Advertisement

Journal of Thermal Analysis and Calorimetry

, Volume 127, Issue 2, pp 1339–1349 | Cite as

Combustion process of torrefied wood biomass

A kinetic study
  • Aneta MagdziarzEmail author
  • Małgorzata Wilk
  • Robert Straka
Article

Abstract

The present research is focused on investigation of torrefied biomass combustion process and kinetic analysis. Two wood biomass samples (B1 and B2) were torrefied in a specially designed set-up under 1.0 h of residence time, 230, 260 and 290 °C temperatures, and argon atmosphere. The studied materials were characterised in terms of their chemical composition and calorific value. The results showed the improvements of biomass properties towards higher carbon content and low moisture content fuel. The behaviour and comparison of raw and torrefied biomass during the combustion process was investigated by thermal analysis (TG, DTG and DTA). The samples were heated at an ambient temperature up to 700 °C at constant rates: 10, 20 and 40 °C min in air flow. The MS technique was also used simultaneously with TG to determine gaseous products from combustion process (namely NO, CH4, CO2, and H2O). The kinetic parameters were calculated for torrefied biomass combustion using three isoconversional methods: Friedman, Kissinger–Akahira–Sunose and Flynn–Wall–Ozawa. The isoconversional methods were used to find dependency of the activation energy of studied processes on the conversion degree. The kinetic data for raw and torrefied biomass indicates that torrefaction process reduces the activation energy of the studied biomass. The average values of activation energy for biomass combustion e.g. TB1 are E a = 111; 105.2 and 110.4 kJ mol−1 calculated by Friedman, KAS and FWO methods, respectively. For all studied biomass samples, the slight differences between the values of activation energies calculated by Friedman, FWO and KAS methods were obtained.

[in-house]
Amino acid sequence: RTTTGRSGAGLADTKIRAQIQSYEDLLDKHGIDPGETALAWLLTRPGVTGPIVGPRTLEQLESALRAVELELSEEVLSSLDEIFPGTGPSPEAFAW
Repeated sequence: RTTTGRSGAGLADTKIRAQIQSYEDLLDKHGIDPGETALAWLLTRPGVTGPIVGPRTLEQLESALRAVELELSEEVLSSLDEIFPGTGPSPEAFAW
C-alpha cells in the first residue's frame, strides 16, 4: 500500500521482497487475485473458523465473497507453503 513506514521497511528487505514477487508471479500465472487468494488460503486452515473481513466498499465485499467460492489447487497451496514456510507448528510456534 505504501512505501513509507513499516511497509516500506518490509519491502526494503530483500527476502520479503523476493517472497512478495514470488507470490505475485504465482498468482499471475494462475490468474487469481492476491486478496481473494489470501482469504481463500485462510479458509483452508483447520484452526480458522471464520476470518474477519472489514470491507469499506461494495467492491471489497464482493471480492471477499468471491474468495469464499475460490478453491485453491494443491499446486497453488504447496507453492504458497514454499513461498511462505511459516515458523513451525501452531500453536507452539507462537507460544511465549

Keywords

Torrefaction Biomass Kintetics analysis 

References

  1. 1.
    Prins MJ, Ptasinski KJ, Janssen FJJG. More efficient biomass gasification via torrefaction. Energy. 2006;31:3458–70.CrossRefGoogle Scholar
  2. 2.
    Van der Stelt MJC, Gerhauser H, Kiel JHA, Ptasinski KJ. Biomass upgrading by torrefaction for the production of biofuels: a review. Biomass Bioenerg. 2011;35:3748–62.Google Scholar
  3. 3.
    Ciolkosz D, Wallace R. A review of torrefaction for bioenergy feedstock production. Biofuel Bioprod Bioref. 2011;5:317–29.CrossRefGoogle Scholar
  4. 4.
    Chew JJ, Doshi V. Recent advances in biomass pretreatment—torrefaction fundamentals and technology. Renew Sust Energ Rev. 2011;15:4212–422.CrossRefGoogle Scholar
  5. 5.
    Williams A, Jones JM, Ma L, Pourkashanian M. Pollutants from the combustion of solid biomass fuels. Prog Energy Comb Sci. 2012;38:113–37.CrossRefGoogle Scholar
  6. 6.
    Magdziarz A, Wilk M, Zajemska M. Modelling of pollutants concentrations from the biomass combustion process. Chem Process Eng. 2011;32:423–33.Google Scholar
  7. 7.
    Magdziarz A, Wilk M. Thermal characteristics of the combustion process of biomass and sewage sludge. J Therm Anal Calorim. 2013;114:519–29.CrossRefGoogle Scholar
  8. 8.
    Varol M, Atimtay AT, Bay B, Olgun H. Investigation of co-combustion characteristics of low quality lignite coals and biomass with thermogravimetric analysis. Thermochim Acta. 2010;510:195–201.CrossRefGoogle Scholar
  9. 9.
    Chen WH, Kuo PCh. A study on torrefaction of various biomass materials and its impact on lignocellulosic structure simulated by thermogravimetry. Energy. 2010;35:2580–6.CrossRefGoogle Scholar
  10. 10.
    Skreiberg A, Skreiberg O, Sandquist J, Sorum L. TGA and macro-TGA characterisation of biomass fuels and fuel mixtures. Fuel. 2011;90:2189–97.CrossRefGoogle Scholar
  11. 11.
    Magdziarz A, Werle S. Analysis of the combustion and pyrolysis of dried sewage sludge by TGA and MS. Waste Manag. 2014;34:174–9.CrossRefGoogle Scholar
  12. 12.
    Calvo LF, Sanchez ME, Moran A, Garcia AI. TG–MS a technique for a better monitoring of the pyrolysis, gasification and combustion of two kinds of sewage sludge. J Therm Anal Calorim. 2004;78:587–98.CrossRefGoogle Scholar